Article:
To have a safe and functional internet, we need platforms to take real responsibility for stemming crime. That shouldn’t be a controversial statement in 2022, especially in the face of the pile-up of illegal and nefarious activities they facilitate.

If you need just one more example, though, then look no further than the swirl around Non-Fungible Tokens (NFTs).

As we wrote recently, thieves have been copying and selling art as unauthorized NFTs. Marketplaces have little incentive to fix the problem. In fact, OpenSea gets a cut from infringing transactions.

OpenSea can’t or won’t even help their own customers – the fanboys who want to trade in NFTs. Like other platforms that have pursued hypergrowth (ahem, ahem, YouTube), NFT marketplaces are arguably designed for scams and piracy.

Let’s review some cautionary tales, shall we?

Bored Apes for Ransom

Meet members of the Bored Ape Yacht Club (BAYC). We’re talking about the cartoon creatures – not their sometimes-anonymous buyers. The BAYC includes 10,000 apes, making stupid faces and sporting silly clothes. If you buy one, you don’t just add it to your crypto wallet – you also use it as an entry pass to a highly exclusive virtual-reality swamp tavern.

There, you can participate in truly innovative and creative activities – like vandalizing the bathroom. As the BAYC designers predicted, “We’re pretty sure it’s going to be full of dicks.” Great, more dicks – just what the internet needs.

Graffiti aside, there’s good money in ape abductions. Blockchain technology lets thieves get away with it, because it hasn’t been designed to comply with Know-Your-Customer (KYC) obligations that are already required for banks.

Calvin Becerra learned that the hard way on October 29, 2021, when scammers plucked three BAYC NFTs from his wide-open crypto wallet. While Becerra thought he was getting some helpful “troubleshooting” advice from some potential (anonymous) buyers, it turned out they fooled him into changing his settings so they could steal his NFTs. His gullibility cost him almost $1 million.

Desperate to retrieve his stolen apes, Becerra photographed a handwritten ransom note, minted it as an NFT, and transferred it to the thieves’ crypto wallet. Since NFT buyers and sellers can remain anonymous, Becerra decided this was the best way to contact them. “I Forgive You,” he titled the digital object. “Sell My Apes Back.”

Being the kind of “dicks” that BAYC attracts, the thieves responded by putting Becerra’s letter up for sale. The asking price was 100 units of ethereum, which equals over $300,000 at the time of this writing.

The letter’s listing was eventually reported and delisted, and Becerra did recover ownership of BAYC #9564, the sailor-capped cyborg he displays on Twitter, as well as pink bubblegum-chewer #2031 and blindfolded cigar-smoker #9985. Their transaction histories don’t indicate what Becerra paid for their return.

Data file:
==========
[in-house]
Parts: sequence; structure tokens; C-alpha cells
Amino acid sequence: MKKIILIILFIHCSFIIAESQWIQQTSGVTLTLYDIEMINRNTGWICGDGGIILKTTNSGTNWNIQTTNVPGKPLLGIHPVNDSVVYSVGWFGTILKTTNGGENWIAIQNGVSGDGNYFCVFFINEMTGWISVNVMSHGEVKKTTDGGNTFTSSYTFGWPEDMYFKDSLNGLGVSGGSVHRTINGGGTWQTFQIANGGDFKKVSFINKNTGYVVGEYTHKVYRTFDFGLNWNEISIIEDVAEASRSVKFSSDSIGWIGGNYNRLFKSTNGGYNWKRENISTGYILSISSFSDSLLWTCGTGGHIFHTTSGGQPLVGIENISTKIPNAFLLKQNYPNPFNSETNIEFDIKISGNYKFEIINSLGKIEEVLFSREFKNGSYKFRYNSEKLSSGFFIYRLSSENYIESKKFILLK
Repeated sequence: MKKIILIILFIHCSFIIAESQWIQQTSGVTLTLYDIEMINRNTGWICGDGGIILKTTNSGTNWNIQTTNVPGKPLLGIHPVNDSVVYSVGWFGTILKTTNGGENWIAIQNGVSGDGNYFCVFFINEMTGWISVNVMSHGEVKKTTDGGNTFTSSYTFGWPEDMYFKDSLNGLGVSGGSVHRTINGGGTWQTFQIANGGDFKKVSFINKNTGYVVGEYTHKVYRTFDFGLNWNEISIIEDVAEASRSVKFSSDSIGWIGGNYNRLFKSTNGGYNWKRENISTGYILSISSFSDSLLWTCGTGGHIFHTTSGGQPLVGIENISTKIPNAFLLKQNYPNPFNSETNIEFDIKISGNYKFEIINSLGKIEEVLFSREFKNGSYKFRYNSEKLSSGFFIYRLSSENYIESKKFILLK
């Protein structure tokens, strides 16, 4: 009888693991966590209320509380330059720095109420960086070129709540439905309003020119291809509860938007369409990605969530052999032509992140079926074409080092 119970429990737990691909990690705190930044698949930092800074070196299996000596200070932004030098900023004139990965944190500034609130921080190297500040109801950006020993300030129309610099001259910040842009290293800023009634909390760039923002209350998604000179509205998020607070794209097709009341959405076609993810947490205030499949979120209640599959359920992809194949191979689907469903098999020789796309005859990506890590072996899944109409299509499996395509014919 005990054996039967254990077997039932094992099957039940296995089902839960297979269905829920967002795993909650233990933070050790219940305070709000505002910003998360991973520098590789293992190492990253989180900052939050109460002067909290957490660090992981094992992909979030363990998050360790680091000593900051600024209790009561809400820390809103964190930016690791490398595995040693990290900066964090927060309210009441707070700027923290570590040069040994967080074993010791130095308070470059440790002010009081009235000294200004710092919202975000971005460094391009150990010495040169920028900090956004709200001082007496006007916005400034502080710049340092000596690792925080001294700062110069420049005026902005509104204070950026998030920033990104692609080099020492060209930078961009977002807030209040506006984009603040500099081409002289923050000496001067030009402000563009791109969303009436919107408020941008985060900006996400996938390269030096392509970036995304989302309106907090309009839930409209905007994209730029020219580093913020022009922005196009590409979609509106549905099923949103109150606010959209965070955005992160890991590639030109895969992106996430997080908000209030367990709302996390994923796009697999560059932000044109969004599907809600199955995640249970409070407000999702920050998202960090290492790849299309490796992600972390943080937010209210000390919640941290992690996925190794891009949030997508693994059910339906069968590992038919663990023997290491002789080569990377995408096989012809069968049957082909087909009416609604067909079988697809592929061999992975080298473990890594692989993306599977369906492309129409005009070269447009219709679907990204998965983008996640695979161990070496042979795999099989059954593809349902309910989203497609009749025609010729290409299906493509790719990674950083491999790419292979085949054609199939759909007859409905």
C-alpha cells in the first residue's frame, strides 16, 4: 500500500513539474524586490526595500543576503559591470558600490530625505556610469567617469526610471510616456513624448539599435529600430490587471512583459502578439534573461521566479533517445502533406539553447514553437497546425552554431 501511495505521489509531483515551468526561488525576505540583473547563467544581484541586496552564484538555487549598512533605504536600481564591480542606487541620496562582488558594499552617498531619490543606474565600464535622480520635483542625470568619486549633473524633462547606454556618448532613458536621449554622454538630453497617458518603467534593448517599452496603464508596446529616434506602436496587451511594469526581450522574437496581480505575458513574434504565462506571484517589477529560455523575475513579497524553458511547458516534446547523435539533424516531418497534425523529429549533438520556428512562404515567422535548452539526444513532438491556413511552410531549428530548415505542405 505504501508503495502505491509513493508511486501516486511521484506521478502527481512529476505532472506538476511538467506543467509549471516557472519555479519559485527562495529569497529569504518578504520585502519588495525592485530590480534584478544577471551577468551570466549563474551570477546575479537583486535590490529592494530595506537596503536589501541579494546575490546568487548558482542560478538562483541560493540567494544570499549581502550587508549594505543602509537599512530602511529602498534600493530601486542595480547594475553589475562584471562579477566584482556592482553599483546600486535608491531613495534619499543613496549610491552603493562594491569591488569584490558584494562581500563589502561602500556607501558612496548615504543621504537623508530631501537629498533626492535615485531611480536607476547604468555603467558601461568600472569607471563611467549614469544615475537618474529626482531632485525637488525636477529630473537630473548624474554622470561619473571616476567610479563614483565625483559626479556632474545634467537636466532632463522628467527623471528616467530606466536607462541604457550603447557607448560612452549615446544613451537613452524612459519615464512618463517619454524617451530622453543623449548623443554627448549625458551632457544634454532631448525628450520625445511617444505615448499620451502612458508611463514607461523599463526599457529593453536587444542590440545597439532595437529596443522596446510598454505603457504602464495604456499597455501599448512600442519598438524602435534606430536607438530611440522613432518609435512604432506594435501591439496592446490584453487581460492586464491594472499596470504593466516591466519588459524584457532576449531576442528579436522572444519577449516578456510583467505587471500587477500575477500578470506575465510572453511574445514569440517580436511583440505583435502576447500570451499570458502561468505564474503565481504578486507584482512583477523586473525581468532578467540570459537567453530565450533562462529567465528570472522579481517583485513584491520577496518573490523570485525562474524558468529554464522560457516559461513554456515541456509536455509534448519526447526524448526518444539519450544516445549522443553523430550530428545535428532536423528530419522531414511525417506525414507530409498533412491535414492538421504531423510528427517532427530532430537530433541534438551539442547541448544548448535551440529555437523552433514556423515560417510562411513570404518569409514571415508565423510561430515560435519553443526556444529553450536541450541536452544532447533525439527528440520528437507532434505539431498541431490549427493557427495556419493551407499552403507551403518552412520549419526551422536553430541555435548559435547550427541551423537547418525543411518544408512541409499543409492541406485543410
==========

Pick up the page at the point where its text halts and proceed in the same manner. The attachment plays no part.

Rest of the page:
Others have fallen prey to similar schemes. Todd Kramer, a New York gallery owner, lost $2.2 million worth of Bored Apes and other NFTs in a phishing scam. (Hackers gained access to his account.) Transaction logs for all eight of Kramer’s Bored Apes seem to indicate that he eventually recovered them. But once again, we wonder what he paid to get his own property back.

Our final tale is a doozy. It’s not a case of ransom, but it really drives home the point that the problem is the code.

By December 31, 2021, the crypto community had found discrepancies between the Ethereum blockchain and OpenSea’s interface. The discrepancies enabled bad actors to buy NFTs – without the owners’ permission – at extremely low price points, then turn around and sell those same NFTs for a massive profit. The vulnerability was discussed on Twitter on January 12, 2022. After a $1 million heist on January 24, 2022, one expert said the issue might be described as either a “bug” or a “loophole.”

With almost a month of warnings before this heist, why didn’t OpenSea fix the discrepancies? Were they asleep at their keyboards? Or did they have zero interest in whether theft is happening on their platform because they’re making a sweet, sweet 2.5% take on every transaction?

OpenSea wants you to believe that it is doing its best, but don’t be fooled – they built their business around a new, unregulated technology that facilitates piracy, fraud, and other crimes. Because of the way that cryptocurrency works, anonymous criminals walk away with untold profits.

The Problem is the Code

The NFT marketplace has established a new frontier on the internet – a digital Wild West that features too little of the Good, and far too much of the Bad and the Ugly. OpenSea, in particular, has provided a playground for online criminals interested in stealing from creatives and NFT collectors.

Ironically, the problem with cryptocurrencies and blockchains isn’t that they follow no code – as software, they literally ARE code, after all. The problem is their code reflects a juvenile, cyberlibertarian fantasy of total freedom from regulation.

As long as people live by these codes of irresponsibility, Big Tech, as well as startups, will continue to reap enormous profits at the expense of artists, consumers, and the public. The U.S. economy is already losing at least $29.2 billion and 230,000 jobs to digital theft every year.

Unregulated NFT marketplaces point to a concerning future where digital misdeeds further suffocate creative livelihoods and more victims. Government attention is way overdue.